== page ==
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‘There were loud explosions, we hid in the basement’

The Jewish communities in Ukraine will not quickly forget Sukkot 2022.

  • While the Russians upped their offensive against the country, Ukraine’s Jews celebrated their ancient religious holiday.
  • This holiday saw the largest challenge since the Jewish holiday season began.

“On the day before the holiday there were loud explosions,” recounts the rabbi of Kharkiv and Chabad emissary Rabbi Moshe Moskowitz,

  • “On the morning of the holiday there were more shellings. The electricity went out. During the second night of the holiday, the electricity came back thanks to the generator which we received ahead of time from the Chabad Hatzalah headquarters in the country. Despite the situation, we managed to hold holiday prayers and meals with a large crowd in attendance. During the lulls in the attacks, the Jews got to make the blessing on the four species in the city’s streets. It’s a big miracle that no one was hurt. We have to thank and praise G-d.”

The residents of Mykolaiv also heard the explosions.

“There were a lot of heavy shellings during the holiday,” says the rabbi and Chabad emissary to the city Rabbi Sholom Gottlieb,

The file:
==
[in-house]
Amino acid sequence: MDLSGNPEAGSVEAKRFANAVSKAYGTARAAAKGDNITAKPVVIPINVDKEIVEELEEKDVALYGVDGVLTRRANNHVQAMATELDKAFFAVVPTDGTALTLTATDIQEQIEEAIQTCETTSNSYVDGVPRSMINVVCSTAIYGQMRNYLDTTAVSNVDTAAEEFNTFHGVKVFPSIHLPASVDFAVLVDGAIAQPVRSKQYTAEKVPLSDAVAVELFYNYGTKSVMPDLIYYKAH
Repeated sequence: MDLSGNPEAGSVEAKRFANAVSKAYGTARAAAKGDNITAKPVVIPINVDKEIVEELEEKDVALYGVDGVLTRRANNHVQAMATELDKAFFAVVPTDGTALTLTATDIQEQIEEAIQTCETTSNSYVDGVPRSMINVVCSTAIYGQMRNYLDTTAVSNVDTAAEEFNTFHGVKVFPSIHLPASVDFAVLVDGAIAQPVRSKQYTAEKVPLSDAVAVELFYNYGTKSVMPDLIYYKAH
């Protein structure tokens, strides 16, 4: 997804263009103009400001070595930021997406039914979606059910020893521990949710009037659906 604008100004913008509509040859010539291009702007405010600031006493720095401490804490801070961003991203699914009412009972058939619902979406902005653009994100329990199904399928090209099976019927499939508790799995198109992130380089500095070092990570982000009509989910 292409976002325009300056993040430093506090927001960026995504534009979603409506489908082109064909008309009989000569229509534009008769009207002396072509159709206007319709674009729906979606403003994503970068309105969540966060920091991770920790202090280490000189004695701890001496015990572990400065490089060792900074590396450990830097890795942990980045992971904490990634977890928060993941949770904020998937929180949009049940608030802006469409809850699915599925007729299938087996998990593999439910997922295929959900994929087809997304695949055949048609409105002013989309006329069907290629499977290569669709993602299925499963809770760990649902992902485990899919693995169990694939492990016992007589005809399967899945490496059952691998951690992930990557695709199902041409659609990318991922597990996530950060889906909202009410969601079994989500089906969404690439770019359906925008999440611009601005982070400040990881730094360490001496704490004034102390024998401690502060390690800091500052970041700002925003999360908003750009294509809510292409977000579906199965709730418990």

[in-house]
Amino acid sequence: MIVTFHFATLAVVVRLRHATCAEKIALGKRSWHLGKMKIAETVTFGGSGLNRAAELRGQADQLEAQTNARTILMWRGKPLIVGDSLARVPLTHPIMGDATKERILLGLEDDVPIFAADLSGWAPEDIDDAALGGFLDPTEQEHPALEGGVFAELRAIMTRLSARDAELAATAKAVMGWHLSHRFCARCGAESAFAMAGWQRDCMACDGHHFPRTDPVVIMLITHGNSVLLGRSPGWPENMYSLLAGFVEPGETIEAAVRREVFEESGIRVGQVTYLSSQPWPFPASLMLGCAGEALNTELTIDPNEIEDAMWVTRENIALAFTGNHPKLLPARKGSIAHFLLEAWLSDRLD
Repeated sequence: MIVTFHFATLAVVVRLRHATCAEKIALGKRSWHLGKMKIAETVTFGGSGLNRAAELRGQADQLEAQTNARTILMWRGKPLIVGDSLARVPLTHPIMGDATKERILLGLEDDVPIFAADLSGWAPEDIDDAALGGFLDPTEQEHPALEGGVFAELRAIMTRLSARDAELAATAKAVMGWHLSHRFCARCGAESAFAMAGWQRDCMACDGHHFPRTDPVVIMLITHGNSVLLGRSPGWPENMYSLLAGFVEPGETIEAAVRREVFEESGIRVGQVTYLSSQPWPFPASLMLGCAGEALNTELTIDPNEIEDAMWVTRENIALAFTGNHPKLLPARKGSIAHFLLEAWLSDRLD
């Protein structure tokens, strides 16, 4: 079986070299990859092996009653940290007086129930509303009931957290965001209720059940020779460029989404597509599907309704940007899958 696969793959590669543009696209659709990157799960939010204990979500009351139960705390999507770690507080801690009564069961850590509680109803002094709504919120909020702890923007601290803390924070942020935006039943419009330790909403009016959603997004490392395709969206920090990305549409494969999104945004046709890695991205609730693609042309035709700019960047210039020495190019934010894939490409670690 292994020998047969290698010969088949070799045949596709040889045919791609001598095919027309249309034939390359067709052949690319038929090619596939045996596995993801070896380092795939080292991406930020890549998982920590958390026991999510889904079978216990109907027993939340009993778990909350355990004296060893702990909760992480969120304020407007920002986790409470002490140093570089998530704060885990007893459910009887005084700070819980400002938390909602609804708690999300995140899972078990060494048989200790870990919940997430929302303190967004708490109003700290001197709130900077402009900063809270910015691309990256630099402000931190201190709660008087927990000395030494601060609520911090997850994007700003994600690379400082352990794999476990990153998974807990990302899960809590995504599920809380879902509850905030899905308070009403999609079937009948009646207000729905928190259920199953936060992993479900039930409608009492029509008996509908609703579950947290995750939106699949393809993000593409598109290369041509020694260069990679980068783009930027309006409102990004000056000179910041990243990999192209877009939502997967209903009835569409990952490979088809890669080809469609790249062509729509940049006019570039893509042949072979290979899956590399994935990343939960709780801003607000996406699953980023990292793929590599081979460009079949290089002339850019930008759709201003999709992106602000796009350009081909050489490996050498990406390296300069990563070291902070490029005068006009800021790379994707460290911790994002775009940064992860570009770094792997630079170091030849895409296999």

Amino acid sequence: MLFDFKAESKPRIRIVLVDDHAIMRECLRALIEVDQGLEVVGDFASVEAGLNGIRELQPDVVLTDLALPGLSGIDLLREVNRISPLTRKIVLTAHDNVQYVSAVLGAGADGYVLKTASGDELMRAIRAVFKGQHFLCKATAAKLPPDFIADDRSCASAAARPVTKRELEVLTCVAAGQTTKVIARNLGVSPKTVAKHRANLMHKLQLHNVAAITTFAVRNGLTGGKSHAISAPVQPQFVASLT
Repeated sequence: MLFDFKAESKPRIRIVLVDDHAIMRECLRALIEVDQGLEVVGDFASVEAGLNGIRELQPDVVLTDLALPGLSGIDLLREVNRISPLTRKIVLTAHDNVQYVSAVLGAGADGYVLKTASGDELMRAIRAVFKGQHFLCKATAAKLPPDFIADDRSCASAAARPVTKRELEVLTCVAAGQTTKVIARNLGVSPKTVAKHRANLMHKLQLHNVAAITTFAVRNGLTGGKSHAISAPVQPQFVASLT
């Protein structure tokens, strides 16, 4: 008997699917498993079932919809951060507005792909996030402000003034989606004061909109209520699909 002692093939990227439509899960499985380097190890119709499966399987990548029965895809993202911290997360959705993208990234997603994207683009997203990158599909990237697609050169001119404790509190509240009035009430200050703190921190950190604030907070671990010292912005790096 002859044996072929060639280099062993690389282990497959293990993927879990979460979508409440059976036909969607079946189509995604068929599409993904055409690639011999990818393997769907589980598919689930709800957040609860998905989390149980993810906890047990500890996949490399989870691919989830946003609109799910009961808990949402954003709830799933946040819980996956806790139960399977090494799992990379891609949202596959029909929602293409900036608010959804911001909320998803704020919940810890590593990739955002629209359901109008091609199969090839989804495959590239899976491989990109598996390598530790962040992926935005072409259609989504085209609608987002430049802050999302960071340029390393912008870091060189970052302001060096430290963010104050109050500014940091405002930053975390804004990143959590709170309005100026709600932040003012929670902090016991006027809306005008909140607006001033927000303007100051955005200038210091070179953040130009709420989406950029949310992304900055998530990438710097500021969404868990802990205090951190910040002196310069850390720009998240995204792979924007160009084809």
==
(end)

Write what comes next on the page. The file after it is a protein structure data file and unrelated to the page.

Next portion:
“We did everything so it won’t harm the joyousness of the holiday. Hundreds of Jews came to make the blessing on the four species and to attend the holiday meals. We strengthened the congregation through holiday sermons and we spoke about how this year is the year of the ‘Hakhel’ ceremony and how G-d is certainly watching over us.”

  • The Jews of the capital city, Kyiv, had a difficult holiday. “It wasn’t easy at all,” reports one of the rabbis in the city, “There were loud explosions. We all escapes to the bomb shelter and waited until things would calm down. We currently are without electricity. There are planned power outages.”

In Kryvyi Rih, where President Zelensky was born, the electric grid was extremely damaged.

“The situation didn’t ruin the joyfulness of the holiday,” says the city’s rabbi and Chabad emissary Rabbi Liron Edry,

“Many Jews came to rejoice and celebrate while following the guidelines, of course.”

In the city of Zaporizhzhia, the houses of the local Jews shook non-stop.

  • “There were unusual explosions here, even relative to what we’ve seen in the war,” says the city’s rabbi Rabbi Nachum Arntroy,
  • “There was a shelling 500 meters away from us. Buildings fell. We spent the holiday in the basement, and anyone who was there was saved. Unfortunately, tens were killed in the bombings. On the morning of the holiday, a missile hit the central power station in the city. We were without power for hours.”

Rabbi Arntroy tried to uplift his congregation which sat in the synagogue’s basement. “People wanted to celebrate on the holiday and we wanted to do everything to make them happy.”

The Chabad Hatzalah Ukraine headquarters, which is located in Israel, kept track of the events from afar.

  • “We can’t describe the fact that despite the tough situation and the fear, the rabbis and emissaries continued to lead their congregations,” said a source in the headquarters.

Source: Arutz Sheva